JUST PICKED OR STORE BOUGHT CHESTNUTS…Contain the chestnuts in a bag that breathes and place them in the fridge for up to six weeks. When you are ready to use them pierce the flat side with a small sharp knife and make a slit. Place on a roasting tray and roast at 200˚C until the skin splits and they are soft. Wrap in a cloth to allow them to steam and both skins to soften, peel and eat whilst warm. Or place on embers and turn frequently until cooked through, then do the cloth trick and peel. If you want the flesh intact to cook with, place the chestnuts in cold water and bring to a simmer for 5 minutes. Remove to cool water and peel the outer skin off whilst they are still warm. return to the water and simmer 5-8 minutes and then peel the inner pellicle (brown inner skin) from the nut, which will leave you a wrinkly, crinkly chestnut; to use as you will. I like to cook these a bit more, add a little fat (duck fat or coconut fat work well, depends on your taste) then squash the chestnuts into mush and squish them into little balls, I then roll them in chopped roasted almonds, these are a treat after dinner or in the lunchbox of someone you adore- could be you?
If you are buying chestnuts from the markets or a shop look for deep, rich colour with lots of lustre, they should be heavy for their size and hard when lovingly squeezed.
JUST PICKED WALNUTS….spread them out in the sun or in a dry spot to air for a few days, the idea is to dry them out enough that they keep well for a few months. If you contain them damp you will end up with mouldering blacked nuts, these wont taste or do you any good; an old nut or mouldy nut is never a good nut. When your ready crack the nuts and remove the walnut halves. You could skip the drying, crack the lot and store them in a bag in the freezer, that works well. A fresh nut is unlike anything you can buy, they are clean tasting and crisp as anything try a few this way. Due to being hard to digest its a great idea to soak all nuts overnight in salted filtered water, next day rinse well and drain. These can either be used as is or you can dry them out at under 42˚C until they are very crisp, this will help retain their active enzymes and you can treat them as ‘raw’ food. Once dried store in an airtight glass jar, in the fridge. That recipe, the one I’m making as I type, has evolved, no brown rice at home so its become Millet and chestnut instead, the texture of millet gently toasted before boiling in chicken broth should go fabulously, well see….recipe coming later, once I’ve cooked and eaten it.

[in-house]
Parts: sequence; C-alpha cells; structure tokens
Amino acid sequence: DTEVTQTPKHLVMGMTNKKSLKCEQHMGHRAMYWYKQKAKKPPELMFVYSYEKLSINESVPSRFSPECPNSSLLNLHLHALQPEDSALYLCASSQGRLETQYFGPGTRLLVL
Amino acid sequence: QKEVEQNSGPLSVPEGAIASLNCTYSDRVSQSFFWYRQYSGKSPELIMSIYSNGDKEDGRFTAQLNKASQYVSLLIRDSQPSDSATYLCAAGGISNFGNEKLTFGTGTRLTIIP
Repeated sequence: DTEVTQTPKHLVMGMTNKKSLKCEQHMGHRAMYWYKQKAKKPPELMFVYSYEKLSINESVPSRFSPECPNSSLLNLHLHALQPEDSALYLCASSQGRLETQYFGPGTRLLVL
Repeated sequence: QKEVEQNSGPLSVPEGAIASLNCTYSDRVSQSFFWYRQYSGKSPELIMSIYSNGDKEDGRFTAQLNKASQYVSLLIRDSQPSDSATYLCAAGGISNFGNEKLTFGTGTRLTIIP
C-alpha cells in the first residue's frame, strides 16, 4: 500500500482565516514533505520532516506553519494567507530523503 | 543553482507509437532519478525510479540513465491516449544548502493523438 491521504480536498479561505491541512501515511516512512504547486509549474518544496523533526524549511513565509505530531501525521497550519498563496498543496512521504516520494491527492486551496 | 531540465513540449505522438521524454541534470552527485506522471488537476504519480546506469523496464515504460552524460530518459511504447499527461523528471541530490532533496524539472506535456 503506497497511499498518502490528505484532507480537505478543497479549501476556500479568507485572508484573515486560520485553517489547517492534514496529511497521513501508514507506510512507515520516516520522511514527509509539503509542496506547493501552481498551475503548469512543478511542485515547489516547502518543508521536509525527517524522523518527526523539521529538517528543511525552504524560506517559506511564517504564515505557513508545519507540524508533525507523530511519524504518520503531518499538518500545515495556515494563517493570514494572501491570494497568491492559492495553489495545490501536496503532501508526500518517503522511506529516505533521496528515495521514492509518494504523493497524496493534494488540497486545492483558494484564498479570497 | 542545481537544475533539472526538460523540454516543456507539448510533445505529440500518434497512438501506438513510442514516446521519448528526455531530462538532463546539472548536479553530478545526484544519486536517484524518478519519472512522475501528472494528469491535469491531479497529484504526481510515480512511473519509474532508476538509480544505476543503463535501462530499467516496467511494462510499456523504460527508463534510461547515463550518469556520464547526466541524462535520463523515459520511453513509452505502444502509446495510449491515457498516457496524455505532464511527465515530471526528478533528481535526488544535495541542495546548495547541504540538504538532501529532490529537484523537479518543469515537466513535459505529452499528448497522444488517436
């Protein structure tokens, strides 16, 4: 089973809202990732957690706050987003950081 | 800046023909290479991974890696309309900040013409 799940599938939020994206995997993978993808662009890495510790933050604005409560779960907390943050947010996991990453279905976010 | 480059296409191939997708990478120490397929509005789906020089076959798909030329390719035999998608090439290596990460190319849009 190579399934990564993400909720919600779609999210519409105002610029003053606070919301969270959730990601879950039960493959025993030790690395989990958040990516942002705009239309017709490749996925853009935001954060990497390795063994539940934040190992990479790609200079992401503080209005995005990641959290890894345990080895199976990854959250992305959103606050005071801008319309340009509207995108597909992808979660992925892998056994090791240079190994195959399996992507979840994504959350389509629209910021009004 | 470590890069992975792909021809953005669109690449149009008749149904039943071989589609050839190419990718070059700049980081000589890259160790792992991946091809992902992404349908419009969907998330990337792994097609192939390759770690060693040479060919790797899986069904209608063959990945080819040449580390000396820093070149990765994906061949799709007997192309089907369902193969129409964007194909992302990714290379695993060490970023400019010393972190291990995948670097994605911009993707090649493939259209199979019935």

I recommend buying nuts in small amounts frequently and buying from a supplier who does a roaring trade. The organic food network supply excellent organic nuts in Brookvale and Nobby’s is a conventional supplier with a massive turnover, in Ramsgate I think. Consume them whilst they are fresh, rancid nuts will taste awful and be deleterious to your health.
Chestnuts and Walnuts resemble the brain, in macrobiotic philosophy a food that has a likeness to an organ is said to feed that organ, here’s hoping…
Autumn means it’s time for sweet fresh chestnuts and crisp white walnuts. These go with many seasonal delights including, new seasons apples, sweetcorn, pumpkin, tender pink ginger, purple garlic and on…. I adore chestnuts and don’t mind the work that they are when they are only around and at their best for a few weeks of the year. Picked now and kept in the bottom of the fridge, you will have six weeks to discover how many things they are good for. Fresh walnuts need to be spread out and sun dried; so they do not moulder and spoil. Slow cooked brown rice and chestnuts with walnuts is delicious and paired with some sticky roasted pumpkin, ginger, parsnip and garlic and lots of green beans it makes a fantastic, seasonal meal.
Yesterday, whilst India baked for a party, I sought an adventure of my own, it is best that a mother leaves her daughter alone when she is in charge of the kitchen. I headed 150k’s west to Kookootonga Nut Farm at Mount Irvine in the Blue Mountains. Here chestnuts and walnuts can be collected from beneath hundreds of their gorgeous trees and bought for a mere $8 a kilo, what a treat I thought. The weather could not have been more perfect and I had so much fun all morning foraging and taking in the beauty of the parklike setting while I gathered up shiny chestnuts and damp, heavy walnuts. Kookootonga is owned and operated by the two current generations of the Scrivener family; who have lived on this property since settlement at Mount Irvine in the 1890’s. Buckets and gloves are supplied, I wore a cloth pair but when next I visit I will be sure to take a thick leather pair; for protection from the chestnut spikes and the spiders there. My trip was rather more eventful than planned and involved a high speed ambulance ride to Lithgow Hospital! A female funnel web or perhaps trap door spider grabbed my index finger, left two red welts and gave me the fright of a lifetime. I have only the highest praise for the Scriveners and Mark and our kind and attentive emergency services. I give great thanks for the end result being a false alarm as apparently no poison was injected. All I suffered was a nasty case of shock and ambulance sickness. Today my heart has returned to a more normal rate and all is well. This is a day I will truly ‘never’ forget, I will use it to remind myself of my great fortune and gratitude for life. Mark tells me this is the first ever such incident and so I think it safe to say do go, take a picnic, it’s a fabulous outing for all the family-with leather gloves on! Recipe to come…